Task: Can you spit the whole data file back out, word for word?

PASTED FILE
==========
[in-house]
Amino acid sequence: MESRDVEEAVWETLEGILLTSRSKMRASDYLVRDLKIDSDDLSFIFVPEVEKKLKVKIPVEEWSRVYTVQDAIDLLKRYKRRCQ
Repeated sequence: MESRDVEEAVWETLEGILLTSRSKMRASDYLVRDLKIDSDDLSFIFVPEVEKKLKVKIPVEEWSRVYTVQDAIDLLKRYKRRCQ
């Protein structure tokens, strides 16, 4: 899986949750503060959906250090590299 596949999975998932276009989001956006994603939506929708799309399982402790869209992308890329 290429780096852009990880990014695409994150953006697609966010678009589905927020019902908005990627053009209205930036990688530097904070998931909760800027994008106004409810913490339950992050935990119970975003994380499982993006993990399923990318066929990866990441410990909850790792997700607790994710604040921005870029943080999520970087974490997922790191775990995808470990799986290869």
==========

[in-house]
Amino acid sequence: MESRDVEEAVWETLEGILLTSRSKMRASDYLVRDLKIDSDDLSFIFVPEVEKKLKVKIPVEEWSRVYTVQDAIDLLKRYKRRCQ
Repeated sequence: MESRDVEEAVWETLEGILLTSRSKMRASDYLVRDLKIDSDDLSFIFVPEVEKKLKVKIPVEEWSRVYTVQDAIDLLKRYKRRCQ
């Protein structure tokens, strides 16, 4: 899986949750503060959906250090590299 596949999975998932276009989001956006994603939506929708799309399982402790869209992308890329 290429780096852009990880990014695409994150953006697609966010678009589905927020019902908005990627053009209205930036990688530097904070998931909760800027994008106004409810913490339950992050935990119970975003994380499982993006993990399923990318066929990866990441410990909850790792997700607790994710604040921005870029943080999520970087974490997922790191775990995808470990799986290869």